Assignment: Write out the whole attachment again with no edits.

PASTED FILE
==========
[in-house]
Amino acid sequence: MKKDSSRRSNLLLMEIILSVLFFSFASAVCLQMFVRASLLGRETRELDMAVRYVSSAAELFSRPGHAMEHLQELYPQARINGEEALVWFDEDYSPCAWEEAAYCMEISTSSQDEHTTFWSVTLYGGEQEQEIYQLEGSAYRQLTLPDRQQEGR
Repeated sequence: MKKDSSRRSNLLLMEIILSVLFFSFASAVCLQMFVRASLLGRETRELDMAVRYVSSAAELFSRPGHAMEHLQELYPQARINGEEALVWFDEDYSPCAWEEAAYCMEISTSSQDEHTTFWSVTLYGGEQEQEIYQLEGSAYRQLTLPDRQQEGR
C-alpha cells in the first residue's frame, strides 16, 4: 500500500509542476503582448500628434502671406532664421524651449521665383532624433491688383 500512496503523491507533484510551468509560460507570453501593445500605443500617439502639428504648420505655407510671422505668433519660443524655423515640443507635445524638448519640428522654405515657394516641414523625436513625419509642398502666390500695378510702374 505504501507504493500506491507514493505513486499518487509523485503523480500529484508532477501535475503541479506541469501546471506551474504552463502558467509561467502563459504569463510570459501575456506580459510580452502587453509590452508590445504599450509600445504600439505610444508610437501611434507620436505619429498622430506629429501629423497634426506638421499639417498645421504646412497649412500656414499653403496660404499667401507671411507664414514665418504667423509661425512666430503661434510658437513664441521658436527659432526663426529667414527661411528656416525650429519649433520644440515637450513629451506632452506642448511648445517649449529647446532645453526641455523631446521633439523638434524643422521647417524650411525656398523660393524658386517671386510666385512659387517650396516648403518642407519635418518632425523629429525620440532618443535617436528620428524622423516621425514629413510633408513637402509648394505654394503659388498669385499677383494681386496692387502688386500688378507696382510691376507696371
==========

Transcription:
[in-house]
Amino acid sequence: MKKDSSRRSNLLLMEIILSVLFFSFASAVCLQMFVRASLLGRETRELDMAVRYVSSAAELFSRPGHAMEHLQELYPQARINGEEALVWFDEDYSPCAWEEAAYCMEISTSSQDEHTTFWSVTLYGGEQEQEIYQLEGSAYRQLTLPDRQQEGR
Repeated sequence: MKKDSSRRSNLLLMEIILSVLFFSFASAVCLQMFVRASLLGRETRELDMAVRYVSSAAELFSRPGHAMEHLQELYPQARINGEEALVWFDEDYSPCAWEEAAYCMEISTSSQDEHTTFWSVTLYGGEQEQEIYQLEGSAYRQLTLPDRQQEGR
C-alpha cells in the first residue's frame, strides 16, 4: 500500500509542476503582448500628434502671406532664421524651449521665383532624433491688383 500512496503523491507533484510551468509560460507570453501593445500605443500617439502639428504648420505655407510671422505668433519660443524655423515640443507635445524638448519640428522654405515657394516641414523625436513625419509642398502666390500695378510702374 505504501507504493500506491507514493505513486499518487509523485503523480500529484508532477501535475503541479506541469501546471506551474504552463502558467509561467502563459504569463510570459501575456506580459510580452502587453509590452508590445504599450509600445504600439505610444508610437501611434507620436505619429498622430506629429501629423497634426506638421499639417498645421504646412497649412500656414499653403496660404499667401507671411507664414514665418504667423509661425512666430503661434510658437513664441521658436527659432526663426529667414527661411528656416525650429519649433520644440515637450513629451506632452506642448511648445517649449529647446532645453526641455523631446521633439523638434524643422521647417524650411525656398523660393524658386517671386510666385512659387517650396516648403518642407519635418518632425523629429525620440532618443535617436528620428524622423516621425514629413510633408513637402509648394505654394503659388498669385499677383494681386496692387502688386500688378507696382510691376507696371